Algeria Hydrocarbons law to be passed soon, Appoints new Energy Minister

Politically volatile and fiscally challenged Algeria has replaced its energy minister again, in yet another cabinet shuffle, putting familiar face Mohamed Arkab back in charge of the OPEC member’s stagnating oil and gas portfolio.

Arkab replaces Abdelmadjid Attar, the former Sonatrach CEO who had been named to the post just last June, supplanting Arkab, who had held the post for 14 months and was shifted to mining minister.
The mining ministry has now been merged with the energy ministry.

President Abdelmadjid Tebboune announced the moves in a Feb. 21 decree.

“Following this cabinet reshuffle, the president of the republic decided to reduce the number of ministerial departments and to focus on efficiency in the field by involving new skills,” the government said in a statement.

Algeria, a member of OPEC and the Gas Exporting Countries Forum, has struggled to attract much needed foreign investment in its critical oil and gas sector, which has seen its production fall over the past several years. The government in late 2019 announced a new hydrocarbons law that improves fiscal terms for investors, in an attempt to kickstart a new wave of upstream developments.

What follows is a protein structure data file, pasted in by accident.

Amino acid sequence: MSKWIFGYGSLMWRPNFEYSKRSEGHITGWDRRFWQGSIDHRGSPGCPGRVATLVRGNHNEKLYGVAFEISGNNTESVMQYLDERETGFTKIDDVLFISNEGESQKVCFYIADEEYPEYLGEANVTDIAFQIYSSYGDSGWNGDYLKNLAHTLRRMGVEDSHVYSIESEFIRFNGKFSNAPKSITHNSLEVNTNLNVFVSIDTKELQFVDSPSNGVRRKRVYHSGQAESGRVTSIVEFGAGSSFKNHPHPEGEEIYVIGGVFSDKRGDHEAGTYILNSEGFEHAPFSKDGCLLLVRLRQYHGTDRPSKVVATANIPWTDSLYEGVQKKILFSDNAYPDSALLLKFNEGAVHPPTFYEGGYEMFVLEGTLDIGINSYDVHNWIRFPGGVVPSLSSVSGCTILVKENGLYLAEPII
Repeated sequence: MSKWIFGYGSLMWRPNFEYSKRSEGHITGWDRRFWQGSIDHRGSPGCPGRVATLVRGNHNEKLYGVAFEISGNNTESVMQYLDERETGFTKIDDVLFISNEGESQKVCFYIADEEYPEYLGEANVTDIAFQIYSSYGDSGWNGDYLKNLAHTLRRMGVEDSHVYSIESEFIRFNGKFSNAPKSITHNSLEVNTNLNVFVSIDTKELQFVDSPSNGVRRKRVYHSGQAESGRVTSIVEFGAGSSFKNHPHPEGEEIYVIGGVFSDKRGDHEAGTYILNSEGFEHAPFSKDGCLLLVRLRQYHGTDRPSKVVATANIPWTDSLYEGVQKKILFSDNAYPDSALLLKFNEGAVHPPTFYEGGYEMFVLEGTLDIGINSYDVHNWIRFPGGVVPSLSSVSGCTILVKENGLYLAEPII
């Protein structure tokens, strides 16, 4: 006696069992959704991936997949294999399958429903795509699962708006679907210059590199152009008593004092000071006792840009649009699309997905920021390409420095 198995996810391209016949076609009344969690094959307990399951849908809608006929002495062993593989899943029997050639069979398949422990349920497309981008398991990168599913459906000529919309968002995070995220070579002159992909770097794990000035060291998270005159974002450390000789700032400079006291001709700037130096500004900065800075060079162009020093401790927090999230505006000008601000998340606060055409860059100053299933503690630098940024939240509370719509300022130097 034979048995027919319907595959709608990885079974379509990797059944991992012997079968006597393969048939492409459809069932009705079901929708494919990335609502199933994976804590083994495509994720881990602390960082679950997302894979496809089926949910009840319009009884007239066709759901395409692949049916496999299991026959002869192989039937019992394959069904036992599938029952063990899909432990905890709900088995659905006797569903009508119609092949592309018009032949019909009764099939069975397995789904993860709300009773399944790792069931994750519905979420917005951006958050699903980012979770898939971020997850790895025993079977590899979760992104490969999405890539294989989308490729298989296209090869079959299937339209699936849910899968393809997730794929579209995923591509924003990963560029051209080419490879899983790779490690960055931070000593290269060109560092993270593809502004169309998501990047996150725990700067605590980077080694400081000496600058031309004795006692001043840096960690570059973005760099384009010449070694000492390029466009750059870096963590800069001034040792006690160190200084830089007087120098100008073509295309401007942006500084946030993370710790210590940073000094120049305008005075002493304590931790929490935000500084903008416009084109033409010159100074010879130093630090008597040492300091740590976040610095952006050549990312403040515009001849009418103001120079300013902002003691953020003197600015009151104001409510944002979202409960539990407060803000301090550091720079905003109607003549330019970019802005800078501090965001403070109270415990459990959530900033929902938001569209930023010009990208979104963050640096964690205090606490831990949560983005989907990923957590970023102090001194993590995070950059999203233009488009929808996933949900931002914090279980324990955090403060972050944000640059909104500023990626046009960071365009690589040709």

The government, which faces much public discontent over the pace of economic and political reforms, is on track to approve all of the implementing texts by the end of March, an industry source close to the matter told S&P Global Platts earlier this month. That could pave the way for Algeria’s state-owned regulator Alnaft to launch a new exploration licensing round by the end of June.

The political turmoil and years of underinvestment have seen Algeria’s oil production decline from a peak of 1.4 million b/d in 2008 to around 1 million b/d in early 2020, before OPEC and its allies imposed drastic quotas due to the oil market collapse caused by COVID-19.

Algeria pumped 870,000 b/d in January, according to the latest Platts survey of OPEC crude production.

The country’s gas exports are also falling. Last year, its pipeline supplies to Spain and Italy fell by 2.8% on the year to 20.5 Bcm, down from 21.1 Bcm in 2019, according to S&P Platts Analytics data.

LNG exports also fell 8.8% on the year to 14.94 Bcm.

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